It’s time to saddle up and head from the West Coast into the Rocky Mountains and the High Plains. In the words of Wallace Stegner, “Under the rough and ridiculous circumstances of life in the Rocky Mountains there was something exciting and vital, full of rude poetry: the heartbeat of the West as it fought its way upward toward civilization.” So I begin my journey of this poetic land.
I will start in Idaho with ”The Indian Creek Chronicles” by Pete Fromm. This book was the winner of the Pacific Northwest Booksellers Association Book Award and they should know, right? It is a memoir of Fromm’s seven month adventure during the harsh winter as he was trying to protect 2.5 million salmon eggs, and come to terms with man’s place (specifically, his place) in nature. It promises to be a bit Henry David Thoreau mixed with a bit of Jack London.
And now the trail leads to Montana with “This House of Sky: Landscapes of a Western Mind” by Ivan Doig where “The spaces between stars are where the work of the universe is done.” Another memoir, this one is of Doig’s life growing up among the sheep herders and small towns in Western Montana. But even more than the story of his youth, this is a loving tribute to his Scottish born father and his maternal grandmother who both came together to raise Ivan after his mother died when he was six.
The road now leads to Wyoming in “The Laramie Project” by Moisés Kaufman and his Tectonic Theater Project. Kaufman is a playwright and the director and founder of Tectonic Theater Project. He and the theater group spent a year and a half following the murder of Matthew Shepard conducting hundreds of interviews with the citizens of Laramie, Wyoming to create this portrait of a town struggling with a horrific event. I’m counting on this one to do a little double duty and also qualify for a task in the 2021 Read Harder Challenge for an LGBTQ history book.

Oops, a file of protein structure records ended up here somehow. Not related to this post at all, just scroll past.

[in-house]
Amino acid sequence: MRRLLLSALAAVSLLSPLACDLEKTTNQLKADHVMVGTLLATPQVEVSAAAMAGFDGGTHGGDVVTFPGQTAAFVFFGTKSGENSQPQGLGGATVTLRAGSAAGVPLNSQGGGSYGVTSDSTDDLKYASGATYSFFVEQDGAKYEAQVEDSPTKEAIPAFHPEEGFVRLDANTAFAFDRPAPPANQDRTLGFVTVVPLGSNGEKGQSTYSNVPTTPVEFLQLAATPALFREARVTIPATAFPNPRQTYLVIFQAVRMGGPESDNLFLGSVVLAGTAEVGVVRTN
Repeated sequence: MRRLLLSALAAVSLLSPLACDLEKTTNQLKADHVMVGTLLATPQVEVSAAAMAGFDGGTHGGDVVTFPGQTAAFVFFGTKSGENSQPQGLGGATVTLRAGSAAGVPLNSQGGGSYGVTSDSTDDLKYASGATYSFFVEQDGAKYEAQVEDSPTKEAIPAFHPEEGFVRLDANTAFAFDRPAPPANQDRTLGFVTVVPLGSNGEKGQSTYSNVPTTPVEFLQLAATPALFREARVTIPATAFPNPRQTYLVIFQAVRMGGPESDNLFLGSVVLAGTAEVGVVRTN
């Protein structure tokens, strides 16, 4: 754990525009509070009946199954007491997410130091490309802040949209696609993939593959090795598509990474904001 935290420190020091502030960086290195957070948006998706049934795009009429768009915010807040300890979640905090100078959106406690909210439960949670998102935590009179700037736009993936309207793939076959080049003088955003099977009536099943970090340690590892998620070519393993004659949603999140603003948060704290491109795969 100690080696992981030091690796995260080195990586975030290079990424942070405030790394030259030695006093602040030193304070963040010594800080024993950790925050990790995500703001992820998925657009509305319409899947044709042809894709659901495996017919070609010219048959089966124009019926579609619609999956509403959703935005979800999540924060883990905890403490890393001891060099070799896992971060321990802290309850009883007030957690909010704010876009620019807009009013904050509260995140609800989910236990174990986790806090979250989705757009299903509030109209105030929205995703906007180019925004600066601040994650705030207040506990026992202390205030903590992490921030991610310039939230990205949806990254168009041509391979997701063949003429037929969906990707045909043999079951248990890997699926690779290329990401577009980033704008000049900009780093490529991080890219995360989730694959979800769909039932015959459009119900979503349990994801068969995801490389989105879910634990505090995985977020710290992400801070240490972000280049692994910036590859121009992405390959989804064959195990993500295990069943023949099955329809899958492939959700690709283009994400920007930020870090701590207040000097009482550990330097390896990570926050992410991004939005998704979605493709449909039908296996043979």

From Wyoming, I will head to Utah. It’s time for a bit of fiction. I plan on reading “Wild Bird” by Wendelin Van Draanen. This one, in our YA collection, is about Wren Clemmens who is whisked away from her home and into the Utah wilderness for some wilderness camp therapy because her parents just don’t know what to do with her anymore. She now has to find a way to survive in the high desert and that is going to require a bit of cooperation.
And now off I ride to Colorado with “The Meadow” by James Galvin. This book of historical fiction offers a 100 year history of a small meadow ranch in the arid high mountains of Colorado and the people that are possessed by it. Even though this is a narrative fiction, it promises to be very poetic. Here is a quote I found that settled me on this title: “Each year the snow tries to memorize, blindly, the landscape, as if it were the landscape that was going to melt in spring.”
I don’t know if I have conveyed how difficult it is to narrow each state down to one book. It’s almost impossible and I’m trying to stick with books I’ve never read. So here is a list of other possible titles but you might know of others. You can also find past posts in this series at Travel Through Story: The Deep South, Travel Through Story: The Southwest, and Travel Through Story: The Pacific Northwest, Alaska and Hawaii.
And now it’s time for me to ride off in the sunset. So long, partner.
Image credit: Tony Webster, Rocky Mountain National Park – Entrance Sign, Colorado, CC BY 2.0, via Flickr